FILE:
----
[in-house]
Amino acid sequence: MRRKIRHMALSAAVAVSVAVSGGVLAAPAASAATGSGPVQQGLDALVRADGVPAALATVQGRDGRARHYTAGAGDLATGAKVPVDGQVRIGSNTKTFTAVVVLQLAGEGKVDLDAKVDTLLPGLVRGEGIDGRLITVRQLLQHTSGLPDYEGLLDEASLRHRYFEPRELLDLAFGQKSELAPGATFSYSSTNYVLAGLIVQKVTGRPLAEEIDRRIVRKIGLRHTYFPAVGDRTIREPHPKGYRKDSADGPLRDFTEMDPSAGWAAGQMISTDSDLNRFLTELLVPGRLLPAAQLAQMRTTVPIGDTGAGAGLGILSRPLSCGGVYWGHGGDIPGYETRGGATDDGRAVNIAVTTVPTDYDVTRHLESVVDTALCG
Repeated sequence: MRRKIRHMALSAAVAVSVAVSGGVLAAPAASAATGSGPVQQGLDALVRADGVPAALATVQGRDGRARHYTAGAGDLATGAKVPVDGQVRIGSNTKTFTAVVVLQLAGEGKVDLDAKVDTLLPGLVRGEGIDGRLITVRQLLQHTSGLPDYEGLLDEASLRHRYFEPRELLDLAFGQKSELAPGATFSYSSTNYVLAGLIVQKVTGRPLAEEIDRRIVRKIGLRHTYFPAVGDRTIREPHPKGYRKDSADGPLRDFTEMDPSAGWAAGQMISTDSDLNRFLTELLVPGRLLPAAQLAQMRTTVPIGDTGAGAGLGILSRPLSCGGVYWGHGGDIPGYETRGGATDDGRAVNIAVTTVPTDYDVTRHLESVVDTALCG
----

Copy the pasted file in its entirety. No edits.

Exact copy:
[in-house]
Amino acid sequence: MRRKIRHMALSAAVAVSVAVSGGVLAAPAASAATGSGPVQQGLDALVRADGVPAALATVQGRDGRARHYTAGAGDLATGAKVPVDGQVRIGSNTKTFTAVVVLQLAGEGKVDLDAKVDTLLPGLVRGEGIDGRLITVRQLLQHTSGLPDYEGLLDEASLRHRYFEPRELLDLAFGQKSELAPGATFSYSSTNYVLAGLIVQKVTGRPLAEEIDRRIVRKIGLRHTYFPAVGDRTIREPHPKGYRKDSADGPLRDFTEMDPSAGWAAGQMISTDSDLNRFLTELLVPGRLLPAAQLAQMRTTVPIGDTGAGAGLGILSRPLSCGGVYWGHGGDIPGYETRGGATDDGRAVNIAVTTVPTDYDVTRHLESVVDTALCG
Repeated sequence: MRRKIRHMALSAAVAVSVAVSGGVLAAPAASAATGSGPVQQGLDALVRADGVPAALATVQGRDGRARHYTAGAGDLATGAKVPVDGQVRIGSNTKTFTAVVVLQLAGEGKVDLDAKVDTLLPGLVRGEGIDGRLITVRQLLQHTSGLPDYEGLLDEASLRHRYFEPRELLDLAFGQKSELAPGATFSYSSTNYVLAGLIVQKVTGRPLAEEIDRRIVRKIGLRHTYFPAVGDRTIREPHPKGYRKDSADGPLRDFTEMDPSAGWAAGQMISTDSDLNRFLTELLVPGRLLPAAQLAQMRTTVPIGDTGAGAGLGILSRPLSCGGVYWGHGGDIPGYETRGGATDDGRAVNIAVTTVPTDYDVTRHLESVVDTALCG